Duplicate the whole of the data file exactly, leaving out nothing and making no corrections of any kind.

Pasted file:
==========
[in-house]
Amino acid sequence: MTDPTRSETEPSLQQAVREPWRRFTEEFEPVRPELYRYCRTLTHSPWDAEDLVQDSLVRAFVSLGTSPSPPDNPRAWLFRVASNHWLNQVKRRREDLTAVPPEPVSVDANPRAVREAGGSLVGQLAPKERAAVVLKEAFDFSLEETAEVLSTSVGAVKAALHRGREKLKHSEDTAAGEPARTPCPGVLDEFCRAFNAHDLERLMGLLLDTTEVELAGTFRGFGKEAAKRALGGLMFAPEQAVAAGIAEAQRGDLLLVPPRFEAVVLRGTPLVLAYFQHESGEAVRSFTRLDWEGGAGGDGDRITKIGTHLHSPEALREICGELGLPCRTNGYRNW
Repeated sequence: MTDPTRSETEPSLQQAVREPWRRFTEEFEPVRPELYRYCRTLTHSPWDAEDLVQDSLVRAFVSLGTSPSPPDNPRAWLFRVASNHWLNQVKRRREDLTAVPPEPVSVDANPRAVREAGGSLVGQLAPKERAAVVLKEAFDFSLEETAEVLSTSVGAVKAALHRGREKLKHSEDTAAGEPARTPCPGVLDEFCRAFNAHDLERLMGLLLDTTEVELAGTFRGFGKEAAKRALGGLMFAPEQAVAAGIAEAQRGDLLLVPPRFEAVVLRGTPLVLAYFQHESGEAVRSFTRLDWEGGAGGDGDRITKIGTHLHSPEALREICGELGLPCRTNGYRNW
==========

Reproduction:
[in-house]
Amino acid sequence: MTDPTRSETEPSLQQAVREPWRRFTEEFEPVRPELYRYCRTLTHSPWDAEDLVQDSLVRAFVSLGTSPSPPDNPRAWLFRVASNHWLNQVKRRREDLTAVPPEPVSVDANPRAVREAGGSLVGQLAPKERAAVVLKEAFDFSLEETAEVLSTSVGAVKAALHRGREKLKHSEDTAAGEPARTPCPGVLDEFCRAFNAHDLERLMGLLLDTTEVELAGTFRGFGKEAAKRALGGLMFAPEQAVAAGIAEAQRGDLLLVPPRFEAVVLRGTPLVLAYFQHESGEAVRSFTRLDWEGGAGGDGDRITKIGTHLHSPEALREICGELGLPCRTNGYRNW
Repeated sequence: MTDPTRSETEPSLQQAVREPWRRFTEEFEPVRPELYRYCRTLTHSPWDAEDLVQDSLVRAFVSLGTSPSPPDNPRAWLFRVASNHWLNQVKRRREDLTAVPPEPVSVDANPRAVREAGGSLVGQLAPKERAAVVLKEAFDFSLEETAEVLSTSVGAVKAALHRGREKLKHSEDTAAGEPARTPCPGVLDEFCRAFNAHDLERLMGLLLDTTEVELAGTFRGFGKEAAKRALGGLMFAPEQAVAAGIAEAQRGDLLLVPPRFEAVVLRGTPLVLAYFQHESGEAVRSFTRLDWEGGAGGDGDRITKIGTHLHSPEALREICGELGLPCRTNGYRNW